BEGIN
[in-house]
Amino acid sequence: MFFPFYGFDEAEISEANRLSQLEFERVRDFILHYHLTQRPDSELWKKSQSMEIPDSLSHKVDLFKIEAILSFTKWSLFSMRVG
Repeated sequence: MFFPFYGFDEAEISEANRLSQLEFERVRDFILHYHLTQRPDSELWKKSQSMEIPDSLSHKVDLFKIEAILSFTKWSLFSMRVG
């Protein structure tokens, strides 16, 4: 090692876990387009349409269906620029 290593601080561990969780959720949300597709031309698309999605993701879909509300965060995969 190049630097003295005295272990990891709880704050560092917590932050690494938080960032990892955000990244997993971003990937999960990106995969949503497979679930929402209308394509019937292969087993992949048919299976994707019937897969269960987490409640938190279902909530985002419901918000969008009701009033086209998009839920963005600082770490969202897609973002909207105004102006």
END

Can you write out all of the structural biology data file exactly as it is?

[in-house]
Amino acid sequence: MFFPFYGFDEAEISEANRLSQLEFERVRDFILHYHLTQRPDSELWKKSQSMEIPDSLSHKVDLFKIEAILSFTKWSLFSMRVG
Repeated sequence: MFFPFYGFDEAEISEANRLSQLEFERVRDFILHYHLTQRPDSELWKKSQSMEIPDSLSHKVDLFKIEAILSFTKWSLFSMRVG
């Protein structure tokens, strides 16, 4: 090692876990387009349409269906620029 290593601080561990969780959720949300597709031309698309999605993701879909509300965060995969 190049630097003295005295272990990891709880704050560092917590932050690494938080960032990892955000990244997993971003990937999960990106995969949503497979679930929402209308394509019937292969087993992949048919299976994707019937897969269960987490409640938190279902909530985002419901918000969008009701009033086209998009839920963005600082770490969202897609973002909207105004102006």